The seller of today’s Nice Price or No Dice Impala SS notes that it is the only model year to offer a floor shifter. Let’s see if we’re floored by the price.
Is there a term for an “anti-mamma bear”? You know, something that, instead of falling within a well-defined optimal range sits squarely between them? If so, that might describe yesterday’s 2010 BMW 535i X-Drive wagon. Nice as it seemed in both condition and kit, it was too old to be under a warranty and, at $35,000, not old enough to have fully suffered depreciation’s slings and arrows. The vast majority of you recognized the gravity of the Bimmer’s present station and called into question that price tag in response. Ultimately, that opinion manifested in a massive 93 percent No Dice loss.
Now, in its favor, yesterday’s BMW was a car to be taken seriously. After all, it did sport a utilitarian wagon body equipped with confidence-inspiring AWD with a drivetrain equally up to the task. And, needless to say, it was German. See? Serious business.
Today’s 1996 Chevy Impala SS, on the other hand, seems more about frivolity and making everyone who sees it smile. How else could you explain its matte purple paint scheme and clown car-sized aftermarket wheels?
I should point out at the outset that those 22-inch wheels aren’t mandatory. They are joined in the Impala’s sale by black-painted factory alloys, and those might prove to be more universally appealing. To the credit of the donks, however, they might allow you to change out the brake pads without even having to remove the wheels. So there’s that.
Some other specs to take note of on this Impala include the mileage — 141,000 miles — and the fact that it comes with a clean title. The seller also notes that it is a real SS, having had the WX3 option box checked before leaving the Arlington, Texas factory.
So, this being a real-deal SS means the engine is a 260-horsepower LT1 V8. Some claim this to be the “Corvette engine,” but there are enough physical differences between the version that went in the ’Vette and this motor to make that just a specious bar brag.
Transmission duties are handled by the standard (and somewhat inadequate) 4L60-E four-speed automatic. A floor shifter works that, something the ad correctly notes as being unique to the 1996 model year.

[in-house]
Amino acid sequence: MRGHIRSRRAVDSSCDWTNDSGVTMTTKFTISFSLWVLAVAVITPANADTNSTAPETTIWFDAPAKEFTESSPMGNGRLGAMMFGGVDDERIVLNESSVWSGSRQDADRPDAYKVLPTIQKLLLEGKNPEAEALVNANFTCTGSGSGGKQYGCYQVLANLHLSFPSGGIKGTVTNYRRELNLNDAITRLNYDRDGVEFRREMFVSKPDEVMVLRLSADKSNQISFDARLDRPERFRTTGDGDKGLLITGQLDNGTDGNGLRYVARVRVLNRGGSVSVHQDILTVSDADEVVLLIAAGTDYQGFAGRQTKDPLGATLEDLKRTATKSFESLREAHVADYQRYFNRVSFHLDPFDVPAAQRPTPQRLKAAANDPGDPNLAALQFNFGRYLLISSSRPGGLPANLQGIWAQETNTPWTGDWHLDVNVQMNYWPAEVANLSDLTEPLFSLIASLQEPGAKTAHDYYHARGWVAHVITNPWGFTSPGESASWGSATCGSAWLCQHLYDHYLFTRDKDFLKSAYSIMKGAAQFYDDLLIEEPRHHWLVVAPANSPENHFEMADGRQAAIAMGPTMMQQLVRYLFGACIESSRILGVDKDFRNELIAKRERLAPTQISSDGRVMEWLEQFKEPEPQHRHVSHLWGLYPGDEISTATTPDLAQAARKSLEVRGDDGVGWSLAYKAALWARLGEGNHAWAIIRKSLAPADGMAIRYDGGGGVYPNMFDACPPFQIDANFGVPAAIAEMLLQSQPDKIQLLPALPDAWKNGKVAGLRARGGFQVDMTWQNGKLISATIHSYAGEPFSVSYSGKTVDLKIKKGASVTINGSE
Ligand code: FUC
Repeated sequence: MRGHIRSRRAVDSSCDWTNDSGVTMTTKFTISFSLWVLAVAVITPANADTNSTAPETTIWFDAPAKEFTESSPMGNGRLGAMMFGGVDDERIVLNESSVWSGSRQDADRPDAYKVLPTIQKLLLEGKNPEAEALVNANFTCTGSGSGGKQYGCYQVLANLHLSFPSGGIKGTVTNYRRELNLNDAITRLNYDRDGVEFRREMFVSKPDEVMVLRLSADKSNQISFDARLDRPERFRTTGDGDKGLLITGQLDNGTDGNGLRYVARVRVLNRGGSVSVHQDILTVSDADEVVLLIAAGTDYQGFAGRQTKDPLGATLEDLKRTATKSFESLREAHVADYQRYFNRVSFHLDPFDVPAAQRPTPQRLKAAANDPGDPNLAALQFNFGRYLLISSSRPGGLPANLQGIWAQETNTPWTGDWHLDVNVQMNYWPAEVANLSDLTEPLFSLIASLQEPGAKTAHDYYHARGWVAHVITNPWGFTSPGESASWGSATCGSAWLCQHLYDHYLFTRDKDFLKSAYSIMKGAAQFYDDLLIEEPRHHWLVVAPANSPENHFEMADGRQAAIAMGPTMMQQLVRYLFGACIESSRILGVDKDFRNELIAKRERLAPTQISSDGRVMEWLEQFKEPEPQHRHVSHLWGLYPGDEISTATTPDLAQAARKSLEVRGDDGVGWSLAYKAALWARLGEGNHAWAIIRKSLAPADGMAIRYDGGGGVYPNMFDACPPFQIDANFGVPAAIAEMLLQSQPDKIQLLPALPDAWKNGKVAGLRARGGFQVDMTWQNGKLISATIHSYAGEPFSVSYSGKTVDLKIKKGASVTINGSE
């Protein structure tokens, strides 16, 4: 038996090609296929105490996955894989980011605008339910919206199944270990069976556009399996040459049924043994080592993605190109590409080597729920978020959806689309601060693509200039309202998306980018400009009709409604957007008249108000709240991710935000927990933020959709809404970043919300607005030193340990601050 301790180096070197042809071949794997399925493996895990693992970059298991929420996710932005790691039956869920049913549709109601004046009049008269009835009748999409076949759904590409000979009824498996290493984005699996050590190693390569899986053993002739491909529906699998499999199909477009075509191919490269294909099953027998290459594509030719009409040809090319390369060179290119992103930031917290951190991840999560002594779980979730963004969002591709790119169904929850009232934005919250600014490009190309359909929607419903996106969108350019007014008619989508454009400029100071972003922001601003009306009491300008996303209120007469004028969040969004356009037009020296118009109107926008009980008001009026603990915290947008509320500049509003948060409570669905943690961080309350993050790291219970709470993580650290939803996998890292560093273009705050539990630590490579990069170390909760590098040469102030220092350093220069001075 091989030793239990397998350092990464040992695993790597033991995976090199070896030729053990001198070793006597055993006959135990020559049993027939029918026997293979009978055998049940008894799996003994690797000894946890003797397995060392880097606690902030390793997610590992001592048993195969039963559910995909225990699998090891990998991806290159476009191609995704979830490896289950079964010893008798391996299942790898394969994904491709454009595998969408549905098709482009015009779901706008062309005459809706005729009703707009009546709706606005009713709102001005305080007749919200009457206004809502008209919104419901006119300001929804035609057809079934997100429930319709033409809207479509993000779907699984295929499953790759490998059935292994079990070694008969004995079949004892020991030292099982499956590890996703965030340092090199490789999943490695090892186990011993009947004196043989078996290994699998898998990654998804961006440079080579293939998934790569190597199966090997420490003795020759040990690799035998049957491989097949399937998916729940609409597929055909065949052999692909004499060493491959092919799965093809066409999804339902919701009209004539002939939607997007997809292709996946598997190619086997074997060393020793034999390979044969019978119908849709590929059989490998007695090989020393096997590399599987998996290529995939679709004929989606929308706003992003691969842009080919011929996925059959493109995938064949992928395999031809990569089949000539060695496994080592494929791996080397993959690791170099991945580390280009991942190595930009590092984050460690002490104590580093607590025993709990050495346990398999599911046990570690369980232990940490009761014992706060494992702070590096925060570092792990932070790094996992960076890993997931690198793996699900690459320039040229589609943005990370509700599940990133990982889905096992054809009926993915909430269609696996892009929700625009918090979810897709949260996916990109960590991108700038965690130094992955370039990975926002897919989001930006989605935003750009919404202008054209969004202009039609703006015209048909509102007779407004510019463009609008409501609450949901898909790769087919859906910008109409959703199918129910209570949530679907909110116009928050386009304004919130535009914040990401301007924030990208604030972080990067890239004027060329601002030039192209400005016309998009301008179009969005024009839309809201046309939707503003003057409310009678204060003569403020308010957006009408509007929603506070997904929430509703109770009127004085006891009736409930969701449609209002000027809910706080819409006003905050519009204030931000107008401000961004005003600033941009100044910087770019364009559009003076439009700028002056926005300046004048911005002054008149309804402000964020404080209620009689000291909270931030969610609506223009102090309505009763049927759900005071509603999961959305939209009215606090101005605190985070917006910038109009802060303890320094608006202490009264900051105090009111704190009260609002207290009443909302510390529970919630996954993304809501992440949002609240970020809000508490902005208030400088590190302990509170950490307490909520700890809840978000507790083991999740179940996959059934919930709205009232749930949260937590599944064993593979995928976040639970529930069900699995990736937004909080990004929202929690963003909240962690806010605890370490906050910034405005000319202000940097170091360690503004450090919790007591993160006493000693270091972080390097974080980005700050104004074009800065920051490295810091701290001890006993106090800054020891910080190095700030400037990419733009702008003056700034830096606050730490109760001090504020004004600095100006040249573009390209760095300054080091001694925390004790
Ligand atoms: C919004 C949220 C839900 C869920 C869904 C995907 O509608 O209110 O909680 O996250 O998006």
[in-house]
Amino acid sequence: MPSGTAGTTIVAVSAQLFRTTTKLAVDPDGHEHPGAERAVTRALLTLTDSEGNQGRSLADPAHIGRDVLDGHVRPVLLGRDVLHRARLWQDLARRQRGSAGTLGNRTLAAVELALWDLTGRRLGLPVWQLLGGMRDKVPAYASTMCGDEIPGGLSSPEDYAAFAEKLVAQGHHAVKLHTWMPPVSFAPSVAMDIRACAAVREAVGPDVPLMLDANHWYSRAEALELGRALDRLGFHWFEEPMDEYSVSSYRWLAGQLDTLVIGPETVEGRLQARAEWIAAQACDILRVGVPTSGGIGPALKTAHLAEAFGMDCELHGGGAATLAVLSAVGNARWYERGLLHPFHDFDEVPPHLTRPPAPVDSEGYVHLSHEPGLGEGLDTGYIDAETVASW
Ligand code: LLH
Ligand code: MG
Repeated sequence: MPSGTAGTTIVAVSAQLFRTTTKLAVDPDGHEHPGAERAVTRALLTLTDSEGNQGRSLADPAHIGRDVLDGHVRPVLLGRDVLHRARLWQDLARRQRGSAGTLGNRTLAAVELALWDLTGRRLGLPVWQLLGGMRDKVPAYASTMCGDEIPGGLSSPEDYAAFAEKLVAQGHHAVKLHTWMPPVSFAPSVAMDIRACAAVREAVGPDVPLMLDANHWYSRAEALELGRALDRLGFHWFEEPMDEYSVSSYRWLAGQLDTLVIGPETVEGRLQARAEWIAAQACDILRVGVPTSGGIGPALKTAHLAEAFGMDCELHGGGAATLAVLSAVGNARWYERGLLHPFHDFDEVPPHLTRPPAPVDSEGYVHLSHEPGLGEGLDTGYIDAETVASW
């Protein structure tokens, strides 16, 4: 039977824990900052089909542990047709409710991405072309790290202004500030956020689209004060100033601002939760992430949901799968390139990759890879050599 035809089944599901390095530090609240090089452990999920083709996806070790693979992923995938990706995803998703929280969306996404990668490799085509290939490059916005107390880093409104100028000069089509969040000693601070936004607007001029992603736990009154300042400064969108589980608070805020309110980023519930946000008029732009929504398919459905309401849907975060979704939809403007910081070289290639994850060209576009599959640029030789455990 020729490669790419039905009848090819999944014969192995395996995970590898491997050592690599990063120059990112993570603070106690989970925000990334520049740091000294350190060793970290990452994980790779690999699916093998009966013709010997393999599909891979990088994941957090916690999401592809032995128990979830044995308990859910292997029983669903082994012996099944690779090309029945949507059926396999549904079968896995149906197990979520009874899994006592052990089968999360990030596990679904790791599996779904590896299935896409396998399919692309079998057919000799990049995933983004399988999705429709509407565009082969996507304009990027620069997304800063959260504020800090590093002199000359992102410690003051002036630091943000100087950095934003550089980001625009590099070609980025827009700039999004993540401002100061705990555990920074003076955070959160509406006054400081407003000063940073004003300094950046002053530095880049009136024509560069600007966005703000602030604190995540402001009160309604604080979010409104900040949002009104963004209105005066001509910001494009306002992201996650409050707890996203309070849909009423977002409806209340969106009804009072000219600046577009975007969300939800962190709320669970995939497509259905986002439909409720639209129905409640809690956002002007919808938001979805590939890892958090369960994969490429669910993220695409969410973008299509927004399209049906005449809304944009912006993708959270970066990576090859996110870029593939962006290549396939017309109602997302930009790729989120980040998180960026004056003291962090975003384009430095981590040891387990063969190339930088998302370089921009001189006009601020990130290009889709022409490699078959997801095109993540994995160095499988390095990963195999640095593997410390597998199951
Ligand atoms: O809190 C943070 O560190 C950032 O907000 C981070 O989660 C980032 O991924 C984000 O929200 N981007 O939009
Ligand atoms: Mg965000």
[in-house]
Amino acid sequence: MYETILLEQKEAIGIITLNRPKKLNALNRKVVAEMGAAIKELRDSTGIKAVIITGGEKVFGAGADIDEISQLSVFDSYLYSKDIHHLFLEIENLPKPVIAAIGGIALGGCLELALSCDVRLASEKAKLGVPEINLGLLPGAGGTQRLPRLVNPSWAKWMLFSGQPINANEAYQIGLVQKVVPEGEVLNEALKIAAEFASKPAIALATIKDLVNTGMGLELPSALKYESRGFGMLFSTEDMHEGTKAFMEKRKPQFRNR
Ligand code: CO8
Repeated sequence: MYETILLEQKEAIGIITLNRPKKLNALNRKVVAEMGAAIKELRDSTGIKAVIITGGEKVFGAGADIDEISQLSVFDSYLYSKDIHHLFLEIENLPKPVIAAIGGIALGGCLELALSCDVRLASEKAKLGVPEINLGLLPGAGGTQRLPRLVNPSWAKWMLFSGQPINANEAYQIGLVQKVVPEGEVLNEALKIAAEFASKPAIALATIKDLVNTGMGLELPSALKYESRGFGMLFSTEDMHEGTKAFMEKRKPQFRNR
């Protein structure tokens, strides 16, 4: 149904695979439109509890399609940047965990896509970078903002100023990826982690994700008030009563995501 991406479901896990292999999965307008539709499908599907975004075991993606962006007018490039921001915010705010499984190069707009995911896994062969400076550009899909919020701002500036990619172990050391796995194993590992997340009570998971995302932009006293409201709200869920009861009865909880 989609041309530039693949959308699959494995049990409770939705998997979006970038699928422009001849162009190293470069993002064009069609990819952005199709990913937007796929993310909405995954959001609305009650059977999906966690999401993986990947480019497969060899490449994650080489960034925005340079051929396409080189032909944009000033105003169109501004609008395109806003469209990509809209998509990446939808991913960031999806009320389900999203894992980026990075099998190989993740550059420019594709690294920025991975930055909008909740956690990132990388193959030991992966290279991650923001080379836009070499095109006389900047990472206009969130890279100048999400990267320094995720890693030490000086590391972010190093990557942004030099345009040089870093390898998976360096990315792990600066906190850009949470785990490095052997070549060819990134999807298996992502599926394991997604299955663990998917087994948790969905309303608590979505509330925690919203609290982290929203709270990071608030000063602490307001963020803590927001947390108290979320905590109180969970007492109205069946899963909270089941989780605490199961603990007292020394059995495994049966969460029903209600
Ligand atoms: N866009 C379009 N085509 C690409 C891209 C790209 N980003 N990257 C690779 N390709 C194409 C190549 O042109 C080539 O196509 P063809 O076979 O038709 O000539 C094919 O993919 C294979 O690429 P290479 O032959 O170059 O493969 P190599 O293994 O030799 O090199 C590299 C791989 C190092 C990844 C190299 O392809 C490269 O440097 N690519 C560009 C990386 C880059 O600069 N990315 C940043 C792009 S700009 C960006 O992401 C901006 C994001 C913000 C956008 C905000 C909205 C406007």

According to the ad, the car “runs and drives fantastic,” and comes with a new battery, alternator, and a fresh splash of motor oil in the pan. Full service records are apparently available for that work and more.
Aesthetically, the SS seems solid. The matte finish appears to be a wrap, but a peek at the doorjambs indicates the paint beneath to be the factory Burgundy Metallic. There’s no explanation as to its condition under the similarly-hued wrap. The only obvious issue here is a bit of trim missing from the front passenger door.
In this model year, you could have the SS’s interior in any color and upholstery you wanted just as long as it was gray leather. The seating surfaces and all the plastics in this one look to be in very good shape. The factory stereo still resides in the center stack and, this being not too terribly old a car, there are airbags for both driver and front-seat passenger. The back seat is roomy enough for three across or just two if they’re feeling particularly frisky.
The seller calls this SS a “true American classic legend!” and while it’s hard to argue with that supposition, it’s equally difficult to agree to it without an accompanying wry smirk considering the mods that have been made on the car. None of those mods should be considered permanent, however.
With all that in mind, let’s now consider this Impala’s $12,500 asking price. Does that seem like a fair deal for a true American legend? Or, is that price tag, just like the car, Super Silly?
H/T to Don R. for the hookup!
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